Ilya Shapiro of Cato summarizes the important issue at stake in the case:

The U.S. housing market has seen a major shift in the past 30 years: the rise of the community association. In 1970, only 1 percent of U.S. homes were community association members; today, more than half of new housing is subject to association membership, including condominium buildings. These organizations provide substantial benefits, including community facilities, maintenance, and rules designed to preserve property values, in exchange for assessment fees….

Mariner’s Cove Townhomes Association v. United States affects the rights of the more than 60 million Americans currently living in these associations. This case arises from the federal government’s taking 14 of 58 townhouses from one development in the wake of Hurricane Katrina. Mariner’s Cove owned a right to collect dues that was appended to those 14… homes, and sued the government for extinguishing that valuable right without just compensation under the Fifth Amendment’s Takings Clause.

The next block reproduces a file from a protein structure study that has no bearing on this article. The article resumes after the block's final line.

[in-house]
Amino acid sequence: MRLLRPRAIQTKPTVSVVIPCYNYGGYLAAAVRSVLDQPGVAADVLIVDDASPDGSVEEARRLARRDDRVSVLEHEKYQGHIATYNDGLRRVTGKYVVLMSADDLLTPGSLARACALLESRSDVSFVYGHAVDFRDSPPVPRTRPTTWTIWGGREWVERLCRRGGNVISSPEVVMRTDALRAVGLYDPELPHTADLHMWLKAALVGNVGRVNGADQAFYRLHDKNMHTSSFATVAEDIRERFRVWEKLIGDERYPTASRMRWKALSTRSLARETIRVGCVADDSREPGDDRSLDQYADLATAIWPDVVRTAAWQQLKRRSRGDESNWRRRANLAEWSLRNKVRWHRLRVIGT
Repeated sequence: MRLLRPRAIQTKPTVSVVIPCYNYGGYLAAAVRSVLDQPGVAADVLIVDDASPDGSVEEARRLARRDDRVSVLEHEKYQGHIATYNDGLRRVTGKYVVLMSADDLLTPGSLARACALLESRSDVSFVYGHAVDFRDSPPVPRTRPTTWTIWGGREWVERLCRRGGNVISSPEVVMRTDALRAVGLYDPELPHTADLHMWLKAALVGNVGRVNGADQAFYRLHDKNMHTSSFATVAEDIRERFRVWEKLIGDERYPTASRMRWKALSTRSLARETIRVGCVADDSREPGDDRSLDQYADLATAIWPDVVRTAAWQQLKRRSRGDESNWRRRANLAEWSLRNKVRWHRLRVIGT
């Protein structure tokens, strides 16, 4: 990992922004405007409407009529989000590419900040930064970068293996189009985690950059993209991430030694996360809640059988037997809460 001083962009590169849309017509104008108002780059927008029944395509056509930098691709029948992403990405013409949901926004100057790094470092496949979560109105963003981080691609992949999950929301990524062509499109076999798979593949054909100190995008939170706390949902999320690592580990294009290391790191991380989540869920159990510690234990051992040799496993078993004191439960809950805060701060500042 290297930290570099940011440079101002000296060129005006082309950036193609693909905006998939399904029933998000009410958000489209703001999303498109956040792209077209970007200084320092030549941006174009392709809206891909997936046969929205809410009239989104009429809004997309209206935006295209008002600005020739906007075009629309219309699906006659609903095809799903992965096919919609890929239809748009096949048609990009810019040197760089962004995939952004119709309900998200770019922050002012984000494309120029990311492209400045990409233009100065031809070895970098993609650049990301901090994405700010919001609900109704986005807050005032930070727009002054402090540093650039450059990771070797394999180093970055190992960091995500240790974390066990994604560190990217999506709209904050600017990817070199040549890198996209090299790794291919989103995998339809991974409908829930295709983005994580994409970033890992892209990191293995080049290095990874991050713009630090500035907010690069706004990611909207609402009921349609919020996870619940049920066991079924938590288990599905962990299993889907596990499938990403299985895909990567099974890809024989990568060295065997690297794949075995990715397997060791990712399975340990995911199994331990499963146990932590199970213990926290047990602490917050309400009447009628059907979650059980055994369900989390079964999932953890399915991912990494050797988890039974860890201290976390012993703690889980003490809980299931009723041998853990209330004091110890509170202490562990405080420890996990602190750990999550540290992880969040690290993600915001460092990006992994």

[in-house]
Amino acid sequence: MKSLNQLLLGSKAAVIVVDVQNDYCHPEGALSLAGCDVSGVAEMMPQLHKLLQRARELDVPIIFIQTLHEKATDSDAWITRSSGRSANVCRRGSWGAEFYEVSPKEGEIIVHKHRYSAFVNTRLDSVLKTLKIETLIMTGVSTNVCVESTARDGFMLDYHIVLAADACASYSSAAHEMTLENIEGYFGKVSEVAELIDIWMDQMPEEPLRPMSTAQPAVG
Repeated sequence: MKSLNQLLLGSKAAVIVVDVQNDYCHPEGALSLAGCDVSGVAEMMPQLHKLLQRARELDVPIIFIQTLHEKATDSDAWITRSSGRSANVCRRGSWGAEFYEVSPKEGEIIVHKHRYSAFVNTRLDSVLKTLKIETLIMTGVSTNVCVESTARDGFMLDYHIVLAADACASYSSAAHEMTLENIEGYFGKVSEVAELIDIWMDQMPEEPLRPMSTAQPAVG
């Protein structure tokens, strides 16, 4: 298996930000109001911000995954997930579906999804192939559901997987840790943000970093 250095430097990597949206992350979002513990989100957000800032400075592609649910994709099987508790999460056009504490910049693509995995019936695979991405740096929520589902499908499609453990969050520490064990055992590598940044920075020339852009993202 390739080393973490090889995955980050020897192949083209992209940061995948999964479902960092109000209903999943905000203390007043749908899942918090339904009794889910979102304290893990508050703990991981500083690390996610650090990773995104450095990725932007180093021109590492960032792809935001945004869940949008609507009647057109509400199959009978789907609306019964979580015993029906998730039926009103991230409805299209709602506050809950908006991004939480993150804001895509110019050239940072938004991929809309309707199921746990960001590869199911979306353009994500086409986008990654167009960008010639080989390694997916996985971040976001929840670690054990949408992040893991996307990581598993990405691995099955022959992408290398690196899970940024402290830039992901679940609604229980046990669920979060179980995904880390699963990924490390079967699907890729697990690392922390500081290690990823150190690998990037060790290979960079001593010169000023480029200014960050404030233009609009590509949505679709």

In contrast to most lower courts, however, the U.S. Court of Appeals for the Fifth Circuit held that “the right to collect assessments, or real covenants generally” are not subject to Takings Clause analysis. In other words, the government can take those rights without paying anything to the

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The Case for Federal Eminent Domain Reform